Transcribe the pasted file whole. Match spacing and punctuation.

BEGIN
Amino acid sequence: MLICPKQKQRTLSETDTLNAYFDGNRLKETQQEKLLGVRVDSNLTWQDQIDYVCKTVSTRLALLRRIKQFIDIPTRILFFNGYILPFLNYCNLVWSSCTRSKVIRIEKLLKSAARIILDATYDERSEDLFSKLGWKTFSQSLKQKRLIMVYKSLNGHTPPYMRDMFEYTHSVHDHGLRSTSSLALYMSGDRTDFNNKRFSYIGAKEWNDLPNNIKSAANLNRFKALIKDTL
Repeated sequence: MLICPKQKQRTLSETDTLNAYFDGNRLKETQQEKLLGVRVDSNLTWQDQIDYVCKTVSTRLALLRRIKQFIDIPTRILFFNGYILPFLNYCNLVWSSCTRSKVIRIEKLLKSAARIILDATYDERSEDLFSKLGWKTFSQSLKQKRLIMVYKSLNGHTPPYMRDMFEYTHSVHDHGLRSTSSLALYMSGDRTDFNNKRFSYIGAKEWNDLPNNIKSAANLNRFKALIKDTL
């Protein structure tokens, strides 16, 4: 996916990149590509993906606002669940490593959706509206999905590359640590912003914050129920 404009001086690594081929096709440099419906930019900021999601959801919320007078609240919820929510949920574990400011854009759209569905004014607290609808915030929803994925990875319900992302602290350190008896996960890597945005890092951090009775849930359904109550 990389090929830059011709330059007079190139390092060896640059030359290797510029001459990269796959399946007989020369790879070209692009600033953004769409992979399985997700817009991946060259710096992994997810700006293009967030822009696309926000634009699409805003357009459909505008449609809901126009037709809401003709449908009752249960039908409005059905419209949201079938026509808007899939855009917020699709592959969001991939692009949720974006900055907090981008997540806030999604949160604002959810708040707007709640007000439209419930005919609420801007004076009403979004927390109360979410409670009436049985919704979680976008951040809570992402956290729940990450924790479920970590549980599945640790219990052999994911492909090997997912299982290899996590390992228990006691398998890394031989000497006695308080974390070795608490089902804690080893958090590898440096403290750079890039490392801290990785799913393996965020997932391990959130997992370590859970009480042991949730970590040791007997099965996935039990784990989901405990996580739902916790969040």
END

Amino acid sequence: MLICPKQKQRTLSETDTLNAYFDGNRLKETQQEKLLGVRVDSNLTWQDQIDYVCKTVSTRLALLRRIKQFIDIPTRILFFNGYILPFLNYCNLVWSSCTRSKVIRIEKLLKSAARIILDATYDERSEDLFSKLGWKTFSQSLKQKRLIMVYKSLNGHTPPYMRDMFEYTHSVHDHGLRSTSSLALYMSGDRTDFNNKRFSYIGAKEWNDLPNNIKSAANLNRFKALIKDTL
Repeated sequence: MLICPKQKQRTLSETDTLNAYFDGNRLKETQQEKLLGVRVDSNLTWQDQIDYVCKTVSTRLALLRRIKQFIDIPTRILFFNGYILPFLNYCNLVWSSCTRSKVIRIEKLLKSAARIILDATYDERSEDLFSKLGWKTFSQSLKQKRLIMVYKSLNGHTPPYMRDMFEYTHSVHDHGLRSTSSLALYMSGDRTDFNNKRFSYIGAKEWNDLPNNIKSAANLNRFKALIKDTL
């Protein structure tokens, strides 16, 4: 996916990149590509993906606002669940490593959706509206999905590359640590912003914050129920 404009001086690594081929096709440099419906930019900021999601959801919320007078609240919820929510949920574990400011854009759209569905004014607290609808915030929803994925990875319900992302602290350190008896996960890597945005890092951090009775849930359904109550 990389090929830059011709330059007079190139390092060896640059030359290797510029001459990269796959399946007989020369790879070209692009600033953004769409992979399985997700817009991946060259710096992994997810700006293009967030822009696309926000634009699409805003357009459909505008449609809901126009037709809401003709449908009752249960039908409005059905419209949201079938026509808007899939855009917020699709592959969001991939692009949720974006900055907090981008997540806030999604949160604002959810708040707007709640007000439209419930005919609420801007004076009403979004927390109360979410409670009436049985919704979680976008951040809570992402956290729940990450924790479920970590549980599945640790219990052999994911492909090997997912299982290899996590390992228990006691398998890394031989000497006695308080974390070795608490089902804690080893958090590898440096403290750079890039490392801290990785799913393996965020997932391990959130997992370590859970009480042991949730970590040791007997099965996935039990784990989901405990996580739902916790969040």